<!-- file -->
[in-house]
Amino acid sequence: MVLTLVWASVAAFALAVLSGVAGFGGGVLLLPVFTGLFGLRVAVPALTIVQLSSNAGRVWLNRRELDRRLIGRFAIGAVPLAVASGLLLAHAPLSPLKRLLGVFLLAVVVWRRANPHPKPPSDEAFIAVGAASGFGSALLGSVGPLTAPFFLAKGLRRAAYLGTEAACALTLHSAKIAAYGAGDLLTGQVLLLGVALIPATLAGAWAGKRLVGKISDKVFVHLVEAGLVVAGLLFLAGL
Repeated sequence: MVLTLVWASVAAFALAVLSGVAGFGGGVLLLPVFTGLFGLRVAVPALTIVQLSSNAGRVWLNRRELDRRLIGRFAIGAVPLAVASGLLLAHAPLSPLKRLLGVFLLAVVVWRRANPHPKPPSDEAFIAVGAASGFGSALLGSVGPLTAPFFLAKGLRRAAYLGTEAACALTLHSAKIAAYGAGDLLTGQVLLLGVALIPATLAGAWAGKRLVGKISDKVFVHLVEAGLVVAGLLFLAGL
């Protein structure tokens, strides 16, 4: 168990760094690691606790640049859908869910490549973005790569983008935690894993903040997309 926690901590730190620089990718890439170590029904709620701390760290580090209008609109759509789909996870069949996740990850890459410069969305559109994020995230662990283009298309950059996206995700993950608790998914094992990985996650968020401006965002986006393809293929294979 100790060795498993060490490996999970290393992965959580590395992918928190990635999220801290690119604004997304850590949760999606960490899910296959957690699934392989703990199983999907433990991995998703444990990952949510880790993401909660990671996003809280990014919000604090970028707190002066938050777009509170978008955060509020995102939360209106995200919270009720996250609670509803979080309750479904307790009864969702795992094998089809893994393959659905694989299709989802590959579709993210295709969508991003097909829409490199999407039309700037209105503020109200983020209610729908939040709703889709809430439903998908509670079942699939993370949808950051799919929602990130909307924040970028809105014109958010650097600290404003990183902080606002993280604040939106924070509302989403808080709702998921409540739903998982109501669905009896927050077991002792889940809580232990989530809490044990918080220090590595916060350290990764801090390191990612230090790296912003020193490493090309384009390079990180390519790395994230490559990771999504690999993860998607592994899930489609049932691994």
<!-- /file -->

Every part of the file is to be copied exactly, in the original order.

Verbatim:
[in-house]
Amino acid sequence: MVLTLVWASVAAFALAVLSGVAGFGGGVLLLPVFTGLFGLRVAVPALTIVQLSSNAGRVWLNRRELDRRLIGRFAIGAVPLAVASGLLLAHAPLSPLKRLLGVFLLAVVVWRRANPHPKPPSDEAFIAVGAASGFGSALLGSVGPLTAPFFLAKGLRRAAYLGTEAACALTLHSAKIAAYGAGDLLTGQVLLLGVALIPATLAGAWAGKRLVGKISDKVFVHLVEAGLVVAGLLFLAGL
Repeated sequence: MVLTLVWASVAAFALAVLSGVAGFGGGVLLLPVFTGLFGLRVAVPALTIVQLSSNAGRVWLNRRELDRRLIGRFAIGAVPLAVASGLLLAHAPLSPLKRLLGVFLLAVVVWRRANPHPKPPSDEAFIAVGAASGFGSALLGSVGPLTAPFFLAKGLRRAAYLGTEAACALTLHSAKIAAYGAGDLLTGQVLLLGVALIPATLAGAWAGKRLVGKISDKVFVHLVEAGLVVAGLLFLAGL
């Protein structure tokens, strides 16, 4: 168990760094690691606790640049859908869910490549973005790569983008935690894993903040997309 926690901590730190620089990718890439170590029904709620701390760290580090209008609109759509789909996870069949996740990850890459410069969305559109994020995230662990283009298309950059996206995700993950608790998914094992990985996650968020401006965002986006393809293929294979 100790060795498993060490490996999970290393992965959580590395992918928190990635999220801290690119604004997304850590949760999606960490899910296959957690699934392989703990199983999907433990991995998703444990990952949510880790993401909660990671996003809280990014919000604090970028707190002066938050777009509170978008955060509020995102939360209106995200919270009720996250609670509803979080309750479904307790009864969702795992094998089809893994393959659905694989299709989802590959579709993210295709969508991003097909829409490199999407039309700037209105503020109200983020209610729908939040709703889709809430439903998908509670079942699939993370949808950051799919929602990130909307924040970028809105014109958010650097600290404003990183902080606002993280604040939106924070509302989403808080709702998921409540739903998982109501669905009896927050077991002792889940809580232990989530809490044990918080220090590595916060350290990764801090390191990612230090790296912003020193490493090309384009390079990180390519790395994230490559990771999504690999993860998607592994899930489609049932691994």